How to Pay Off Your Mortgage Early
If you own a home, your mortgage payment is probably your biggest monthly expense.
But what if you could eliminate that huge financial obligation ahead of schedule — and own your home free and clear?
There are a few tried-and-true ways to pay off your mortgage early — simple changes like making an extra monthly payment as well as more complex and expensive options like refinancing.
Paying off your mortgage early doesn’t make sense for everyone. It’s important to consider your individual circumstances, including your monthly budget. But if your top priority is paying off your mortgage faster, these tips can help you make it a reality.
Rules Around Making Extra Mortgage Payments
Most loan servicers let you pay off your mortgage early without penalty — but this isn’t always the case.
Some companies only accept extra payments at specific times. Others may charge prepayment penalties.
Check with your loan service provider to see if any restrictions apply to extra mortgage payments.
You also need to clarify that you want your extra payments applied to the principal of your loan — not to interest or the next month’s payment. By hacking away at the principal, you reduce how much you shell out in interest over time.
Lenders usually give you the option online to apply extra payments to the principal only.
If this option isn’t clearly marked, reach out to your loan company for instructions.
6 Ways to Pay off Your Mortgage Early
Before you decide you don’t have enough extra money to pay off your mortgage early, check out these six strategies. They’re not as painful as you might think.
1. Make One Extra Payment a Year
Making 13 mortgage payments in a year instead of 12 may not sound like a big deal — but it really adds up.
How effective is this strategy?
One extra payment on a $250,000 30-year fixed-rate mortgage with a 3.5% interest rate means you’ll pay off your mortgage debt four years early and save more than $20,000 in interest.
There are a couple ways you can squeeze extra mortgage payments out of your yearly budget.
One option is depositing one-twelfth of the monthly principal into a savings account each month. So, if your monthly principal is $850, set aside about $71 a month.
At the end of the year, empty the account to fund your 13th mortgage payment.
If you’re worried about dipping into savings, you can always pay one-twelfth extra on your mortgage each month. So, instead of paying $850, you’d pay $921.
This way, you’ll pay the equivalent of an extra payment by the end of the year.
2. Pay Biweekly
Setting up a biweekly payment schedule is an easy way to cross off 13 mortgage payments in a single year.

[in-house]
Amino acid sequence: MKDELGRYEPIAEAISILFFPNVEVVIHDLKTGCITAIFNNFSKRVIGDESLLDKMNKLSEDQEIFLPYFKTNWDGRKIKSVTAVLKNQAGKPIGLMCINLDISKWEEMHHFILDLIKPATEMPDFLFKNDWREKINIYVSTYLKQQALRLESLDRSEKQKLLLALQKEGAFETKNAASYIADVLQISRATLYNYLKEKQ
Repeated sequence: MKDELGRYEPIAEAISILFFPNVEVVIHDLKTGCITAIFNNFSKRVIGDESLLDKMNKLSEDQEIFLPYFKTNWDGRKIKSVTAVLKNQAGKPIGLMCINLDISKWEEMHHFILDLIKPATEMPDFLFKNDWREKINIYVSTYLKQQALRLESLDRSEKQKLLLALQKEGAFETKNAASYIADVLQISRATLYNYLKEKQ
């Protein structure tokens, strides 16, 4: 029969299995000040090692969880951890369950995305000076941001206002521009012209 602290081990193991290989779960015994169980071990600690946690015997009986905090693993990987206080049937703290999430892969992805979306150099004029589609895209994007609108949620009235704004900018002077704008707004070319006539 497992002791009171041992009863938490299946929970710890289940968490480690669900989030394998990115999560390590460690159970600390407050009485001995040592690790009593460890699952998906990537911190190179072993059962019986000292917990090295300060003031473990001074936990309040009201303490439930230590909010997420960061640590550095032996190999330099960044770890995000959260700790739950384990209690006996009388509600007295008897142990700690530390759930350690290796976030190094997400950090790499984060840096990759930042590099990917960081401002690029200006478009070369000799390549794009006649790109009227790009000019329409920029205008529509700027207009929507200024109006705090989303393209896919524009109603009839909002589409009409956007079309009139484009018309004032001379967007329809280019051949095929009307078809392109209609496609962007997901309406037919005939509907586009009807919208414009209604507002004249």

Some mortgage lenders let you sign up for this option, which allows you to make half of your mortgage payment every two weeks.
This results in 26 half-payments — or 13 full monthly payments — each calendar year.
That means you’ll pay less interest over time while lowering your principal balance at an accelerated rate.
Biweekly payments can be a good strategy for homeowners who get paid every other week. This way you can schedule your house payments around your paydays.
However, some lenders may charge extra fees if you opt for biweekly payments. Others may not offer the service at all.
If that’s the case, explore your other options, such as setting aside a little extra cash each month or making a slightly larger monthly payment like we discussed earlier.
You’ll still reap the benefit of making one extra payment each year — you just won’t get the convenience of your lender creating a monthly payment split for you.
3. Pad your Payment Each Month (If You Can Afford It)
It might not always be possible to make that extra mortgage payment each year, or set aside one-twelfth of the principal each month.
If there’s not much wiggle room in your budget, you can still take smaller steps to chip away at your principal.
Even $50 a month in extra payments can result in a dramatic drop in your loan balance and how much interest you pay over the life of your loan.
One strategy is to simply round up your mortgage payment to the nearest $100 when you can afford it. So if your mortgage payment is $875, pay $900 instead. (As always, ask your loan servicer to put the difference toward the principal).
If you want to take a small, gradual approach, you can increase your mortgage payment each time you get a raise at work.
You don’t have to put all your bumped up take-home pay toward your mortgage (that’s probably not a great idea anyway). Instead, apply a percentage.
Let’s say your new raise at work means $600 more in your bank account each month. If your top priority is paying off your mortgage as quickly as possible, assign 70% to 80% of your new raise to your monthly payment (in this case $420 to $480).
If your dollars are better spent on different financial priorities, like beefing up your 401(k) contributions or paying down higher-interest debt like credit cards or student loans, then assign just 10% to 25% of your new raise to your mortgage ($60 to $150 using the former example).
This gradual ramp-up might be a good strategy if you’re young and plan on steadily increasing your annual income over time.
4. Refinance Your Loan
Another way to pay off your mortgage early is to refinance your loan for a shorter term and/or at a lower interest rate.